Categories: NASA

Sample… stowed

NASA’s Osiris Rex mission has just reached a major milestone with a successful collection of a sample of material from the asteroid Bennu. Now the material is safely stowed and on its way back to Earth.

The asteroid belt is the solar system’s ultimate time capsule. The rocky debris scattered across all those millions of miles is the leftover material from the formation of the solar system, left essentially unchanged for billions of years. Understanding the members of the asteroid belt, and especially what they’re made of, can help us solve some long-standing mysteries in the deep history of our system.

The downside is that the asteroid belt is really, really far away, situated between the orbits of Mars and Jupiter. So we can’t exactly send crewed missions there (at least not yet ), and the asteroids themselves are so small that we can’t yet land a rover on them.

So if we can’t go to the asteroid belt, we need to bring the asteroid belt to us.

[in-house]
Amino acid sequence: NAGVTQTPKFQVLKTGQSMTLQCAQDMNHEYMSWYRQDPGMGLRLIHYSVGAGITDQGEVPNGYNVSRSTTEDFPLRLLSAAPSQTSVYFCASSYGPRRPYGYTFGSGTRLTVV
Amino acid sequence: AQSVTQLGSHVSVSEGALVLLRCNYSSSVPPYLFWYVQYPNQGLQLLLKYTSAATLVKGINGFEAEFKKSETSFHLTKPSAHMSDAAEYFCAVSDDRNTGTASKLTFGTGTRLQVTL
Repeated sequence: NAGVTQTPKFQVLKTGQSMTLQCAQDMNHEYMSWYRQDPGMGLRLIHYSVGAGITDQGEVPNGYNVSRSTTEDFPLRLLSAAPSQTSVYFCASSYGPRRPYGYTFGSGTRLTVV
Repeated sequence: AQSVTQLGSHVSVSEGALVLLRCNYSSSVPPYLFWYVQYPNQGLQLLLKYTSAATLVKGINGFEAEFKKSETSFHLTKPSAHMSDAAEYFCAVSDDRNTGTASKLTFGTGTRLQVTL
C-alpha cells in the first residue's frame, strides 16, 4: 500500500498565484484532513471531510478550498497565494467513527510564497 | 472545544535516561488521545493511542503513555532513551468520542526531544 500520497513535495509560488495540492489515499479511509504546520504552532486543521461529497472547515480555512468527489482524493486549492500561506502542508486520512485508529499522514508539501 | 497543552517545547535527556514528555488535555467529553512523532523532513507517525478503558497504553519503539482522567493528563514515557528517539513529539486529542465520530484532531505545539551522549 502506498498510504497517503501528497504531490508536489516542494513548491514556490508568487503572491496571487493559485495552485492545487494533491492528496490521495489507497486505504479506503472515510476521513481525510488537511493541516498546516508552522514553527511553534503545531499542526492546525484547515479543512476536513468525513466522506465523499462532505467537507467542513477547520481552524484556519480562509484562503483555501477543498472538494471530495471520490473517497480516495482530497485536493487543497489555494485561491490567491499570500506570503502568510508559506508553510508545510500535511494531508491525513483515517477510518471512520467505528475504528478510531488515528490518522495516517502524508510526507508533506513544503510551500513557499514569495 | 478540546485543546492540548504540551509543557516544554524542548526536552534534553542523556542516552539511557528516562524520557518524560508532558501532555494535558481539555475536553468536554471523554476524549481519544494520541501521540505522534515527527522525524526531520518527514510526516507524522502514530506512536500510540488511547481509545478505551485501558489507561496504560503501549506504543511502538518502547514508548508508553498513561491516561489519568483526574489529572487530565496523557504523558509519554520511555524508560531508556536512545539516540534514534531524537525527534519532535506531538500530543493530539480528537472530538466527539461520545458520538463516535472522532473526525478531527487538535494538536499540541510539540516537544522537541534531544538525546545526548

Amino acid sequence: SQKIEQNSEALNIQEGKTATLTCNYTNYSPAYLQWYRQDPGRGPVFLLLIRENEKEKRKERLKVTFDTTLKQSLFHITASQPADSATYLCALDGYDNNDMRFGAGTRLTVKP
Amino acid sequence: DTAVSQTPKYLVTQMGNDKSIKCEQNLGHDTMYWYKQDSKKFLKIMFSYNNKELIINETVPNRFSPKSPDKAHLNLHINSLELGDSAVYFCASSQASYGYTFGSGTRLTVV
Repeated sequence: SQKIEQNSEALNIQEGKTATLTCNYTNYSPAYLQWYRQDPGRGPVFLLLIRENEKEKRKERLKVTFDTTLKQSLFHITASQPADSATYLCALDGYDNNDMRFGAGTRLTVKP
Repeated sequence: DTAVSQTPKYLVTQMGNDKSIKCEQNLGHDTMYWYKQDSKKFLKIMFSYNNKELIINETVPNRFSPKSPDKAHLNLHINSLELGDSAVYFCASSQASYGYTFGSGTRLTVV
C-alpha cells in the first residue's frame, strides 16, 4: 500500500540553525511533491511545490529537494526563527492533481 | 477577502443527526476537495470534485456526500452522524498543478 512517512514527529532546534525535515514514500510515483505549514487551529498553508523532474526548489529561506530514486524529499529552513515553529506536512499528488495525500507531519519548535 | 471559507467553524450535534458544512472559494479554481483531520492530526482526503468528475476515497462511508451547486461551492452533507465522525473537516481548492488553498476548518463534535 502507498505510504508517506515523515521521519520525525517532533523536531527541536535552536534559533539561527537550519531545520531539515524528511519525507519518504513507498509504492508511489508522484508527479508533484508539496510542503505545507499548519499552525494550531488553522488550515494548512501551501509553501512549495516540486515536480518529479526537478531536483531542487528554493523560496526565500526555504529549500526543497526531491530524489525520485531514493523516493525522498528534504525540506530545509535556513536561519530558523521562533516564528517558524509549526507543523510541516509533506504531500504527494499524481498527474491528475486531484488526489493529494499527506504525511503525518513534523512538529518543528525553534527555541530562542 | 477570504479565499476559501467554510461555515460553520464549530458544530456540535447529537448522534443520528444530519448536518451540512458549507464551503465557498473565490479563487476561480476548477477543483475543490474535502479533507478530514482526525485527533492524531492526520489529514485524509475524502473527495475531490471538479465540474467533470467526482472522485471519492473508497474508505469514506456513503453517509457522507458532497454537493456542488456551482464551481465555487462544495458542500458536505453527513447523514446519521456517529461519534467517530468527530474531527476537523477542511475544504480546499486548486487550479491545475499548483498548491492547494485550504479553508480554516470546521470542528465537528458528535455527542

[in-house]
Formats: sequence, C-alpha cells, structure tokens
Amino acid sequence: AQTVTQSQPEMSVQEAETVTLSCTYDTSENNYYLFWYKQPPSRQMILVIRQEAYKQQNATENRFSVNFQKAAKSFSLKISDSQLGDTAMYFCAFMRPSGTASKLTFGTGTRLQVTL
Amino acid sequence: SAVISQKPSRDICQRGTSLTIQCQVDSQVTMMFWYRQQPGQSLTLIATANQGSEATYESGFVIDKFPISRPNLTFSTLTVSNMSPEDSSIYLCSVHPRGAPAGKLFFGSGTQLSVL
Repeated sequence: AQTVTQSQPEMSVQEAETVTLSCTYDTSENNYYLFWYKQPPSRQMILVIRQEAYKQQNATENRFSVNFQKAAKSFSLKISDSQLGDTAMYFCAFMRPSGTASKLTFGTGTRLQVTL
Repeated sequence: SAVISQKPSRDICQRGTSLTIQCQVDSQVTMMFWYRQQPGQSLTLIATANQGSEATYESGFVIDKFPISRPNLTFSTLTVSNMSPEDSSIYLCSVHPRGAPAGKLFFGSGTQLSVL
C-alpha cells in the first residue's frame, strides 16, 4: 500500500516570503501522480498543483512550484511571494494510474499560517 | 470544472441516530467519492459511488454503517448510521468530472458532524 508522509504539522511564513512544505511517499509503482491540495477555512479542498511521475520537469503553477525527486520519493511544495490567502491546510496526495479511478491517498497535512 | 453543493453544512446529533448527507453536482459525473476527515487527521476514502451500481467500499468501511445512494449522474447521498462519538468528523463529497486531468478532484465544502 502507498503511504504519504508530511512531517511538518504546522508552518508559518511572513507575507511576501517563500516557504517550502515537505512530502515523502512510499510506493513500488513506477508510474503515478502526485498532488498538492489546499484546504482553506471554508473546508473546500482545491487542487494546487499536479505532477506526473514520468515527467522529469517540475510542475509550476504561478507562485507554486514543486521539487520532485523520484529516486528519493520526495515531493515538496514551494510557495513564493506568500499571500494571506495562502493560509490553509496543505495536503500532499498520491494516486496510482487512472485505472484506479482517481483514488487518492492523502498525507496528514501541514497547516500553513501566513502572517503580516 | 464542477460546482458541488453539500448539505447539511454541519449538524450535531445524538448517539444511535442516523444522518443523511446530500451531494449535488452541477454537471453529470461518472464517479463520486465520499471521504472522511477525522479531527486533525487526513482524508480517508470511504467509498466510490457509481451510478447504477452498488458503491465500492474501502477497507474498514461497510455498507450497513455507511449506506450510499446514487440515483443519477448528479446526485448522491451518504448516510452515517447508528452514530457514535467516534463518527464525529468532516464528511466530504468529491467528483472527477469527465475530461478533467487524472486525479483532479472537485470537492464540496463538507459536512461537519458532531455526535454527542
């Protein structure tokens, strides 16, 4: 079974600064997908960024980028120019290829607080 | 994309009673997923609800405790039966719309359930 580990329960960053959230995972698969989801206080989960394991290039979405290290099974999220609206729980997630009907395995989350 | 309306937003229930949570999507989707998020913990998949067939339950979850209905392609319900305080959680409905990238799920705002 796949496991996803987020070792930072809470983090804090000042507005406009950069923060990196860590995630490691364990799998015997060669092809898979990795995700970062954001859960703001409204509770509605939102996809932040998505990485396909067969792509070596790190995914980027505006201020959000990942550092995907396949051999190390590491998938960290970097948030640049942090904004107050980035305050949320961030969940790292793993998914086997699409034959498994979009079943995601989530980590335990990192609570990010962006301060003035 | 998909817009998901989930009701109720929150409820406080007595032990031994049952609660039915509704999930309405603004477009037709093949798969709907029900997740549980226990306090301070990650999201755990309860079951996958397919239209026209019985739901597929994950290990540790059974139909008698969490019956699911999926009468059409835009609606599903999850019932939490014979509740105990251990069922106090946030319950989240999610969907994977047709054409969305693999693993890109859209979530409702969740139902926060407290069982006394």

this is one of the primary goals of the OSIRIS-REx mission, which launched from Earth in 2016. The mission’s target is the asteroid Bennu, an assuming rock with a 1/3-mile diameter on a convenient Earth-crossing orbit. The main part of the mission will orbit the little asteroid and study it for years to come. But another key component of the mission was to reach out, grab a piece of that asteroid, and send it in a capsule to return to Earth so that we can study it in our laboratories.

The attempt to grab some Bennu dust was overwhelmingly successful, so much so that the capsule couldn’t quite close as it was overflowing with material. But NASA has reported that the capsule is now closed and safely stowed, and ready for its journey back home.

You can see it in the image above, where the spacecraft’s Sample Return Capsule has been successfully closed after the Touch-And-Go Sample Acquisition Mechanism (TAGSAM) arm moved the sample into the proper position.

That sample won’t make it back to Earth until 2023, at which point the sample will be distributed to laboratories around the world for further study.

Paul M. Sutter

Astrophysicist, Author, Host |

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